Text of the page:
July 1 (UPI) -- The U.S. State Department has approved the possible $122 million sale of 91 Advanced Anti-Radiation Guided Missiles and up to eight Captive Air Training Missiles to Germany.
The purchase is through the NATO Support and Procurement Agency acting as Germany's agent, the Defense Security Cooperation Agency announced Friday when it notified Congress of the possible sale.
The systems are designated as AGM-88E.
The contract includes up to six telemetry/flight termination systems, flight data recorders, U.S. government and contractor engineering, technical and logistics support services, miscellaneous support equipment, and other related elements of logistical and program support.
DSCA said the proposed sale "will support the foreign policy and national security of the United States by helping to improve the security of a NATO ally, which is an important force for political and economic stability in Europe. It is vital to the U.S. national interests that Germany develops and maintains a strong and ready self-defense capability."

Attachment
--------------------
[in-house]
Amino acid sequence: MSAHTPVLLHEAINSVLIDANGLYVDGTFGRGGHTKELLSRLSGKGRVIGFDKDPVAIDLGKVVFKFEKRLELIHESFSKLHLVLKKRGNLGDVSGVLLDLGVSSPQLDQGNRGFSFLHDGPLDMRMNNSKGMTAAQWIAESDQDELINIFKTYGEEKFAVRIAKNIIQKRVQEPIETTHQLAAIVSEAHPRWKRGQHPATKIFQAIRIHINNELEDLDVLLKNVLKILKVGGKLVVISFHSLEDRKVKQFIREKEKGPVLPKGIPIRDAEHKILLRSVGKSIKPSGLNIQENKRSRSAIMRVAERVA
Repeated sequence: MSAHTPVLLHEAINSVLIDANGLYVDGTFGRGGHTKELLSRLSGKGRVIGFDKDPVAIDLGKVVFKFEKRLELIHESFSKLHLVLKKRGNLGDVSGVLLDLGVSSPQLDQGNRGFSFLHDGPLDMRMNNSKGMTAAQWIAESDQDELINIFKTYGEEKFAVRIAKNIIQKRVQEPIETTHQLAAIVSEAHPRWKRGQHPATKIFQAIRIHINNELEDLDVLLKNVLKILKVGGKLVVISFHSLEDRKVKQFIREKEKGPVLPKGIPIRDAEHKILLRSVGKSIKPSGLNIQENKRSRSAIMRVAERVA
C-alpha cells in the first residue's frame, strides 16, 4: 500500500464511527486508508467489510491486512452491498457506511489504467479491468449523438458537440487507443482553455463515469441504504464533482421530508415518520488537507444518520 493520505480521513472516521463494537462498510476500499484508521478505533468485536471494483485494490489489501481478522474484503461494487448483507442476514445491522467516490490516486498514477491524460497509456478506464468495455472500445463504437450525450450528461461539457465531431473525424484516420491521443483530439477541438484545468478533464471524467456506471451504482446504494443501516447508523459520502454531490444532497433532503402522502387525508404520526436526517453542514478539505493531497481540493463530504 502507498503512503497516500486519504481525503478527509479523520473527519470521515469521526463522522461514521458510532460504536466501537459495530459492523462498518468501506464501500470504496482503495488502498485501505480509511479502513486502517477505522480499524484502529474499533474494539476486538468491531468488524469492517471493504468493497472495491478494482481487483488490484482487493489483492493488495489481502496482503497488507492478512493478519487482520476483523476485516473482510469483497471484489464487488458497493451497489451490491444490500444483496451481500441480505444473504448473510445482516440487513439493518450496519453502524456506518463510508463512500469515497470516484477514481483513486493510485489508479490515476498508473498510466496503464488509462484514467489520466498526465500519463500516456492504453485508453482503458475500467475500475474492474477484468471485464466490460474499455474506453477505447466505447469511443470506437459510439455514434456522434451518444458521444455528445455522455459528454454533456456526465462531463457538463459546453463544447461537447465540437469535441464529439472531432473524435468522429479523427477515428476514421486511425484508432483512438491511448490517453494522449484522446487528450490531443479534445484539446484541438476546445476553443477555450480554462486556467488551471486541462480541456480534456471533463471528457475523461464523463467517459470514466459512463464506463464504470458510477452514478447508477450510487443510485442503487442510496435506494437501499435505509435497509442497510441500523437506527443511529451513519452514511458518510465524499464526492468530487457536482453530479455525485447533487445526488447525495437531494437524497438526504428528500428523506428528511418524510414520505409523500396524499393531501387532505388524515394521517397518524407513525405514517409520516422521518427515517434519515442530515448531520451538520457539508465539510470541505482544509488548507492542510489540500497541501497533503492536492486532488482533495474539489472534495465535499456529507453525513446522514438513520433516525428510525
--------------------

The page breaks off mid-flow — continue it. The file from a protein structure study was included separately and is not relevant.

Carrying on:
The proposed sale will not alter the basic military balance in the region, DSCA said.
The AGM-88E AARGM is an upgrade to the older generation AGM-88B High-Speed Anti-Radiation Missile, which Germany first purchased in 1988. The new units will be manufactured using new components and older sections from Germany's existing stock of AGM-88Bs.
The principal U.S. contractor will be Northrop Grumman Innovation Systems, formerly known as Orbital ATK. Northrop purchased the company in 2018. In 2015, Orbital ATK Inc. was formed from the merger of Orbital Sciences Corporation and parts of Alliant Techsystems.
AARGM is a supersonic, medium-range, air-launched tactical missile. It is compatible with all variants of the F/A-18, Tornado, EA-18G, F-16, EA-6B and F-35.
Aside from the U.S. Navy and Marines, the Italian Air Force and Royal Australian Air Force have purchased the systems.
The AARGM provides the United States and allies "the latest and most advanced weapons system to engage and destroy enemy air defenses and time-critical mobile targets," according to Northrop Grumman.